One story that Neumann tackles is that of Osiris. He is dismembered by Isis and his phallus is lost to the Nile. Another representation of fertility sacrifice which we discussed earlier. As culture evolved, human sacrifices turned to animal sacrifices. One such sacrifice was the bull; a symbol throughout the ages of fertility and sexuality, it is still a common archetypal symbol of such in modern dreams.  The bull's head was not allowed to be consumed, and was instead thrown into the Nile, much like Osiris' lost member. The horns being an obvious analogy of the phallus. What's important to note is the significance of the connection between the head and the phallus in the mythological stages of conscious development, they are interchangeable.

This story, like all others Neumann references show both the Great Mother's loving, and destructive sides. Her womb and the phallic imagery is representative of the uroboros still being operative in the background, despite the ego's attempts to strive through adolescence and into fully fledged ego consciousness. This signifies that it is still not able to overcome the pull of the unconscious nor able to assert itself independent of it. It is impotent against the uroboric mother and the overwhelming power of it's own fate (another facet of the feminine goddess). This is much like we see in Greek tragedy, most notably that of Oedipus. For masculinity and consciousness are failing to attain independence and the incest of the uroboric infantile has simply given way to the matriarchal incest of adolescence.

"The death ecstasy of sexual incest is symptomatic of an adolescent ego not yet strong enough to resist the forces symbolised by the Great Mother".

Next we come to the "strugglers", the next stage in ego development. These are the manifestations of fear toward the Great Mother, and that which expresses itself in flight and resistance to her. This is the first sign of centroversion, self-formation, and ego stability which is brought about through the rejection of the Mother's 'love' and will for it. We see this in the tale of Narcissus, who rejects the love of a fiery goddess and instead becomes infatuated with his own reflection (hence the root of the word 'narcissism'). This is the ability of self-recognition emerging, allowing the ego to become fully aware of itself, and reflect inwardly about itself. Narcissus does ultimately end up being a victim to the overpowering and instinctive force of love, which is an element over which the Great Mother presides, the fact that she uses his own reflection to illicit this seduction is yet more confirmation of her ultimately treacherous qualities. This is indeed though the first steps taken and the precedent set for the ego to emerge fully from the unconscious.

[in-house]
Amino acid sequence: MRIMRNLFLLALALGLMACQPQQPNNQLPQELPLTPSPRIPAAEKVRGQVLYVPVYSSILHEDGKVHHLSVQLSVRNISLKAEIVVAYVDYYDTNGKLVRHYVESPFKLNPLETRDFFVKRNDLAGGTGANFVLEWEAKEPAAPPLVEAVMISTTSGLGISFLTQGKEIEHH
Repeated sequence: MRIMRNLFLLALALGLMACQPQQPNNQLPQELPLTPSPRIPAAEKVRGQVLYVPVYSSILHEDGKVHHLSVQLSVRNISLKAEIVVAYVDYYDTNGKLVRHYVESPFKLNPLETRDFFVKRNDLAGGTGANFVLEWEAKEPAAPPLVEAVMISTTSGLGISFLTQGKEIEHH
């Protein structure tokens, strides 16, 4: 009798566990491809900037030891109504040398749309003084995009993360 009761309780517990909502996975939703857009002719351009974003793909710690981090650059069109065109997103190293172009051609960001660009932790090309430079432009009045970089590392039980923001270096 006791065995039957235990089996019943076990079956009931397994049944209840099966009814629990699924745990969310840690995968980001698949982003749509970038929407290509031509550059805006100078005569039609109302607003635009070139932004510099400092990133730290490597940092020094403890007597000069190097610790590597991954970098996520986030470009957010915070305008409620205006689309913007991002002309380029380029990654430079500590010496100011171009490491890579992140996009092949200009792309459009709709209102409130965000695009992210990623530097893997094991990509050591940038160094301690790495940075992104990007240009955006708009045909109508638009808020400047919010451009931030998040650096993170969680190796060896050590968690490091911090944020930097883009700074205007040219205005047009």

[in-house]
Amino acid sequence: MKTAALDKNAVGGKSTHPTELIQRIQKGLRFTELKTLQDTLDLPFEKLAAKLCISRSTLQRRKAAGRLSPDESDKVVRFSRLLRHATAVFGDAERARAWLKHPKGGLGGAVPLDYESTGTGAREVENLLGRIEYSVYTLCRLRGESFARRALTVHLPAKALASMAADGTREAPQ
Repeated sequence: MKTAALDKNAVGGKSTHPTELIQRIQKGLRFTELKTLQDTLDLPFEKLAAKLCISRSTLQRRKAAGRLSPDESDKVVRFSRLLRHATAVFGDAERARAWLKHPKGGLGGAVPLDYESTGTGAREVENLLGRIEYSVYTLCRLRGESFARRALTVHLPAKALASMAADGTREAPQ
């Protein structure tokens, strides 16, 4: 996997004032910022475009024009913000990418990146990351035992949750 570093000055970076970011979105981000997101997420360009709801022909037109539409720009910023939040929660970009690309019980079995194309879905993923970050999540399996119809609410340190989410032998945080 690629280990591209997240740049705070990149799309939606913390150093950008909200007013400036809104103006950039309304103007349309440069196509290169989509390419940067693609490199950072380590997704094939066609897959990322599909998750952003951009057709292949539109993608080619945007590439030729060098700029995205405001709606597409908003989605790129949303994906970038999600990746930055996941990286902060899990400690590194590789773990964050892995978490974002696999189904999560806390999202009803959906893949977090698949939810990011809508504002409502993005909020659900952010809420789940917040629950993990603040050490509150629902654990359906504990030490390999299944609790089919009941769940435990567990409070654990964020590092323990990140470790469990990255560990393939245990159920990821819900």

After this the negative aspects of feminine begins it's conversion into the background, taken to the extremes in the patriarchal religions of the West. The defiance in the face of the Great Mother's treacherous love, allows the growth of self-consciousness and the strengthening of masculinity. The conscious patriarchal cultures split the Great Mother into two, and only the Good Mother remains in the foreground, whilst her terrible aspects are relegated purely to the unconscious, which the ego is marching ever further away from by this point. Later developments had the negative half of her represented by animals, and the positive half represented by human form. 

Emergence of killer male myths are still a representation of a part of the Great Mother and symbolic still of the ego's evolution. The motif of the hostile brothers steps forth from this. Cain and Abel, Thor and Loki, Dr. Jekyll and Mr. Hyde etc. This motif appears as the ego is on the cusp of attaining full self-consciousness, dividing itself into two constituent elements, one destructive, one creative. This is an expansion of, which runs parallel to, the division of the Great Mother into good and bad. Now instead of fighting the tragedy she attempts to incur, it instead fights with it's own potential for dissolution. It can see past the predetermined conclusion of death, and shifts it's focus as to ensure it's own mortality is not the highest priority and only aspect of it's life. It is in doing this that the ego becomes heroic and uncouples itself from the mighty draw of the unconscious. It is now capable of standing alone as a fully independent ego consciousness.

We then enter unto the next stage of psychological and archetypal evolution, the separation of the World Parents; the principle of opposites.


Mm, this is getting intense, and quite possibly all the more nonsensical. There is so much content and context within these pages which Neumann fleshes out elaborately, that it truly is rather difficult to distil the crux of the points that are being made. Still, this is all part of the learning process, and I press ever on, slowly but surely.

The Uroboros: A Write Up of a Chapter Read in 'The Origins and History of Consciousness' by Erich Neumann

The Uroboros: A Write Up of a Chapter Read in 'The Origins and History of Consciousness' by Erich Neumann